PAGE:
public void findPersonsForPage() {
        List<Person> expected = new ArrayList<Person>();
        Page foundPage = new PageImpl<Person>(expected);

        when(personRepositoryMock.findAll(any(Predicate.class), any(Pageable.class))).thenReturn(foundPage);

        List<Person> actual = repository.findPersonsForPage(SEARCH_TERM, PAGE_INDEX);

        ArgumentCaptor<Pageable> pageSpecificationArgument = ArgumentCaptor.forClass(Pageable.class);
        verify(personRepositoryMock, times(1)).findAll(any(Predicate.class), pageSpecificationArgument.capture());
        verifyNoMoreInteractions(personRepositoryMock);

        Pageable pageSpecification = pageSpecificationArgument.getValue();

        assertEquals(PAGE_INDEX, pageSpecification.getPageNumber());
        assertEquals(PaginatingPersonRepositoryImpl.NUMBER_OF_PERSONS_PER_PAGE, pageSpecification.getPageSize());
        assertEquals(Sort.Direction.ASC, pageSpecification.getSort().getOrderFor(PROPERTY_LASTNAME).getDirection());

        assertEquals(expected, actual);
    }
}

Creating the Spring Data JPA repository

Now it is time to make the custom functionality available to the users of the repository. This is done by making the repository interface extend the created custom interface. As you might remember, the repository interface of my example application is called PersonRepository. Its source code is given in following:

import org.springframework.data.jpa.repository.JpaRepository;
import org.springframework.data.querydsl.QueryDslPredicateExecutor;

public interface PersonRepository extends JpaRepository<Person, Long>, PaginatingPersonRepository, QueryDslPredicateExecutor<Person> {

}

Using the Custom Functionality

Now when the logic related to pagination and sorting has been moved to the custom repository implementation, the service layer will basically just delegate the method calls forward to the repository and act as a transaction boundary. The PersonService interface has stayed intact, but there has been some changes to the following methods of the RepositoryPersonService class:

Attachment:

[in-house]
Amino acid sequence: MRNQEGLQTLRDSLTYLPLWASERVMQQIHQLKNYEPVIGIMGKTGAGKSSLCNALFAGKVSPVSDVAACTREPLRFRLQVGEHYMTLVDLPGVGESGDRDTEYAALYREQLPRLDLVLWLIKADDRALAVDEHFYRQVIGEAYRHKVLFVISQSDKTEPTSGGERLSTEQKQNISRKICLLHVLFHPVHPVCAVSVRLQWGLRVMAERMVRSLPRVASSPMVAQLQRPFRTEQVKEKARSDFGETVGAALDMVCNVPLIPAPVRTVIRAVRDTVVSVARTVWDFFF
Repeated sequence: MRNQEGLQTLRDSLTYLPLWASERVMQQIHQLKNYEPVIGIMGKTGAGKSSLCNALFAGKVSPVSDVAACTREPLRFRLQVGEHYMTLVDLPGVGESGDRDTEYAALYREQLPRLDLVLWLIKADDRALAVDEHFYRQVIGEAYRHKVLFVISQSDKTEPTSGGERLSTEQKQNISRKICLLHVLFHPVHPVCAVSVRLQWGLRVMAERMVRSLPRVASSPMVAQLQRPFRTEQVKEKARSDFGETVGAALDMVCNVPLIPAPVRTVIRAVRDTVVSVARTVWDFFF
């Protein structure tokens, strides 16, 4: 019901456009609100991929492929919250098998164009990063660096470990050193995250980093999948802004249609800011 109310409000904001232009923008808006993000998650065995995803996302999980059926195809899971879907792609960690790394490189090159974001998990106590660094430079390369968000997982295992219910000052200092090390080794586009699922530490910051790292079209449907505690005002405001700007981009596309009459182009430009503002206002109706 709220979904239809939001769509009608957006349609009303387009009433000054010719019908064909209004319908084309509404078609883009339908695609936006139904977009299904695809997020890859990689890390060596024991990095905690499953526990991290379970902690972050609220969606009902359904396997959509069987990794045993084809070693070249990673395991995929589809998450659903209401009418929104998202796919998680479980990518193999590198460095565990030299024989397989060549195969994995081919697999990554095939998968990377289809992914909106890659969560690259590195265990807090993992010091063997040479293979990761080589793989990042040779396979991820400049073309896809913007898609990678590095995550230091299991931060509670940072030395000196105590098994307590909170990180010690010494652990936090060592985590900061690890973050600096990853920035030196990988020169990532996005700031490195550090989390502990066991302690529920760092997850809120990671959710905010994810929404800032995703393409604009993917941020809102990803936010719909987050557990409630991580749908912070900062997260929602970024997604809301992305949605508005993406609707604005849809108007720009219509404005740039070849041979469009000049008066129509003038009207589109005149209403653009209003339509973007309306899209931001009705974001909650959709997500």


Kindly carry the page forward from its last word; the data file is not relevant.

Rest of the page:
• public long count(String searchTerm)
  • public List<Person> findAll()
  • public List<Person> search(String searchTerm, int pageIndex)

All these methods are simply delegating the method call forward to the repository. The source code of the relevant parts of the RepositoryPersonService class is given in following:

import org.slf4j.Logger;
import org.slf4j.LoggerFactory;
import org.springframework.stereotype.Service;
import org.springframework.transaction.annotation.Transactional;

import javax.annotation.Resource;

@Service
public class RepositoryPersonService implements PersonService {
    
    private static final Logger LOGGER = LoggerFactory.getLogger(RepositoryPersonService.class);

    protected static final int NUMBER_OF_PERSONS_PER_PAGE = 5;

    @Resource
    private PersonRepository personRepository;

    @Transactional
    @Override
    public long count(String searchTerm) {
        LOGGER.debug("Getting person count for search term: " + searchTerm);
        return personRepository.findPersonCount(searchTerm);
    }

    @Transactional(readOnly = true)
    @Override
    public List<Person> findAll() {
        LOGGER.debug("Finding all persons");
        return personRepository.findAllPersons();
    }

    @Transactional(readOnly = true)
    @Override
    public List<Person> search(String searchTerm, int pageIndex) {
        LOGGER.debug("Searching persons with search term: " + searchTerm);